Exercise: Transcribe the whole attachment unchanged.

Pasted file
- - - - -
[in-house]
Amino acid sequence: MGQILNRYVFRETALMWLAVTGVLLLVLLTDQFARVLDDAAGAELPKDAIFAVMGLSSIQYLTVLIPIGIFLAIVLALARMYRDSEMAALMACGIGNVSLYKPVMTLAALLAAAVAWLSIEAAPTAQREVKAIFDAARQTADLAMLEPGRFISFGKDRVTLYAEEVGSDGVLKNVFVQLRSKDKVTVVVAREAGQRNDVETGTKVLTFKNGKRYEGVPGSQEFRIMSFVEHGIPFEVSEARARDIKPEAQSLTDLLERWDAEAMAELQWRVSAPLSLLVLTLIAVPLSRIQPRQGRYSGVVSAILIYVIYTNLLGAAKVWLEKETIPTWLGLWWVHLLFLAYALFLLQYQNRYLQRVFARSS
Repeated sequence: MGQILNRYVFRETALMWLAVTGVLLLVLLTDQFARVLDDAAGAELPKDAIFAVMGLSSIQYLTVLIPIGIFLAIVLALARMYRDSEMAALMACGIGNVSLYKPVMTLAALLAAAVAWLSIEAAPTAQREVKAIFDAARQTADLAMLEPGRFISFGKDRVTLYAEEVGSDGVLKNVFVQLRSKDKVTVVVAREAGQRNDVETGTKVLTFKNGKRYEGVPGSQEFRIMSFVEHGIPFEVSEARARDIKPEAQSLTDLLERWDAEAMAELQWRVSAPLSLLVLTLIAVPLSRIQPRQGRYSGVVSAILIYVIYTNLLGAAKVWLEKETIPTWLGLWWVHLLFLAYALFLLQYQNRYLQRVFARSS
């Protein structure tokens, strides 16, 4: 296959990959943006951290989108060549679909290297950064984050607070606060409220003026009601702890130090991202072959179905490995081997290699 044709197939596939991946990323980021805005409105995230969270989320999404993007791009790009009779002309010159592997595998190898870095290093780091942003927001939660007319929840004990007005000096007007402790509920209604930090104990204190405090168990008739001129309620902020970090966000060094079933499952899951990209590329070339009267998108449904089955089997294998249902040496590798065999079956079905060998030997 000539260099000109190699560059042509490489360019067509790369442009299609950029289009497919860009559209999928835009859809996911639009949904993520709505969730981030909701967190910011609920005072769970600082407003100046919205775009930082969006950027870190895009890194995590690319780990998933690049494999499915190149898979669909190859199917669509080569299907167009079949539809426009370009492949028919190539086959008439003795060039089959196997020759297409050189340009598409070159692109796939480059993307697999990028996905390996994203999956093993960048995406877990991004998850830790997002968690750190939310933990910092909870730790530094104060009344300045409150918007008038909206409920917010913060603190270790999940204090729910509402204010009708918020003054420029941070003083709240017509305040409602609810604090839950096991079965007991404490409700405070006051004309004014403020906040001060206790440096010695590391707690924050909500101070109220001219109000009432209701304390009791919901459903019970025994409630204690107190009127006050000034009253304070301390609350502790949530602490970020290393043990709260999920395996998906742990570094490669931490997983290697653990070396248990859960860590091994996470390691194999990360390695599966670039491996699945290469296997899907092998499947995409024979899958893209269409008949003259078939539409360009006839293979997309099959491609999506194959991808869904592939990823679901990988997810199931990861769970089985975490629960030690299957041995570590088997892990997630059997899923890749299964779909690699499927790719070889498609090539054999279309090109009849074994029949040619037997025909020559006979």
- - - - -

[in-house]
Amino acid sequence: MGQILNRYVFRETALMWLAVTGVLLLVLLTDQFARVLDDAAGAELPKDAIFAVMGLSSIQYLTVLIPIGIFLAIVLALARMYRDSEMAALMACGIGNVSLYKPVMTLAALLAAAVAWLSIEAAPTAQREVKAIFDAARQTADLAMLEPGRFISFGKDRVTLYAEEVGSDGVLKNVFVQLRSKDKVTVVVAREAGQRNDVETGTKVLTFKNGKRYEGVPGSQEFRIMSFVEHGIPFEVSEARARDIKPEAQSLTDLLERWDAEAMAELQWRVSAPLSLLVLTLIAVPLSRIQPRQGRYSGVVSAILIYVIYTNLLGAAKVWLEKETIPTWLGLWWVHLLFLAYALFLLQYQNRYLQRVFARSS
Repeated sequence: MGQILNRYVFRETALMWLAVTGVLLLVLLTDQFARVLDDAAGAELPKDAIFAVMGLSSIQYLTVLIPIGIFLAIVLALARMYRDSEMAALMACGIGNVSLYKPVMTLAALLAAAVAWLSIEAAPTAQREVKAIFDAARQTADLAMLEPGRFISFGKDRVTLYAEEVGSDGVLKNVFVQLRSKDKVTVVVAREAGQRNDVETGTKVLTFKNGKRYEGVPGSQEFRIMSFVEHGIPFEVSEARARDIKPEAQSLTDLLERWDAEAMAELQWRVSAPLSLLVLTLIAVPLSRIQPRQGRYSGVVSAILIYVIYTNLLGAAKVWLEKETIPTWLGLWWVHLLFLAYALFLLQYQNRYLQRVFARSS
């Protein structure tokens, strides 16, 4: 296959990959943006951290989108060549679909290297950064984050607070606060409220003026009601702890130090991202072959179905490995081997290699 044709197939596939991946990323980021805005409105995230969270989320999404993007791009790009009779002309010159592997595998190898870095290093780091942003927001939660007319929840004990007005000096007007402790509920209604930090104990204190405090168990008739001129309620902020970090966000060094079933499952899951990209590329070339009267998108449904089955089997294998249902040496590798065999079956079905060998030997 000539260099000109190699560059042509490489360019067509790369442009299609950029289009497919860009559209999928835009859809996911639009949904993520709505969730981030909701967190910011609920005072769970600082407003100046919205775009930082969006950027870190895009890194995590690319780990998933690049494999499915190149898979669909190859199917669509080569299907167009079949539809426009370009492949028919190539086959008439003795060039089959196997020759297409050189340009598409070159692109796939480059993307697999990028996905390996994203999956093993960048995406877990991004998850830790997002968690750190939310933990910092909870730790530094104060009344300045409150918007008038909206409920917010913060603190270790999940204090729910509402204010009708918020003054420029941070003083709240017509305040409602609810604090839950096991079965007991404490409700405070006051004309004014403020906040001060206790440096010695590391707690924050909500101070109220001219109000009432209701304390009791919901459903019970025994409630204690107190009127006050000034009253304070301390609350502790949530602490970020290393043990709260999920395996998906742990570094490669931490997983290697653990070396248990859960860590091994996470390691194999990360390695599966670039491996699945290469296997899907092998499947995409024979899958893209269409008949003259078939539409360009006839293979997309099959491609999506194959991808869904592939990823679901990988997810199931990861769970089985975490629960030690299957041995570590088997892990997630059997899923890749299964779909690699499927790719070889498609090539054999279309090109009849074994029949040619037997025909020559006979």